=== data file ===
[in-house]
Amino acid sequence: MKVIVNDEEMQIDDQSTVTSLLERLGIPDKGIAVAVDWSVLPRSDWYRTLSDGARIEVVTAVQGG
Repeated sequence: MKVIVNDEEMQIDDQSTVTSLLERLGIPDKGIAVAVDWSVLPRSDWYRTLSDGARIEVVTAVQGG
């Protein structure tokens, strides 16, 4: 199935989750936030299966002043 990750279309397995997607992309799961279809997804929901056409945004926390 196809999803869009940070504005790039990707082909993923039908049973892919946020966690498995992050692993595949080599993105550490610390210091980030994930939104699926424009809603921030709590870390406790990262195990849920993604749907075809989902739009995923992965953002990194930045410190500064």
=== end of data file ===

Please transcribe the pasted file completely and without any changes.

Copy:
[in-house]
Amino acid sequence: MKVIVNDEEMQIDDQSTVTSLLERLGIPDKGIAVAVDWSVLPRSDWYRTLSDGARIEVVTAVQGG
Repeated sequence: MKVIVNDEEMQIDDQSTVTSLLERLGIPDKGIAVAVDWSVLPRSDWYRTLSDGARIEVVTAVQGG
């Protein structure tokens, strides 16, 4: 199935989750936030299966002043 990750279309397995997607992309799961279809997804929901056409945004926390 196809999803869009940070504005790039990707082909993923039908049973892919946020966690498995992050692993595949080599993105550490610390210091980030994930939104699926424009809603921030709590870390406790990262195990849920993604749907075809989902739009995923992965953002990194930045410190500064």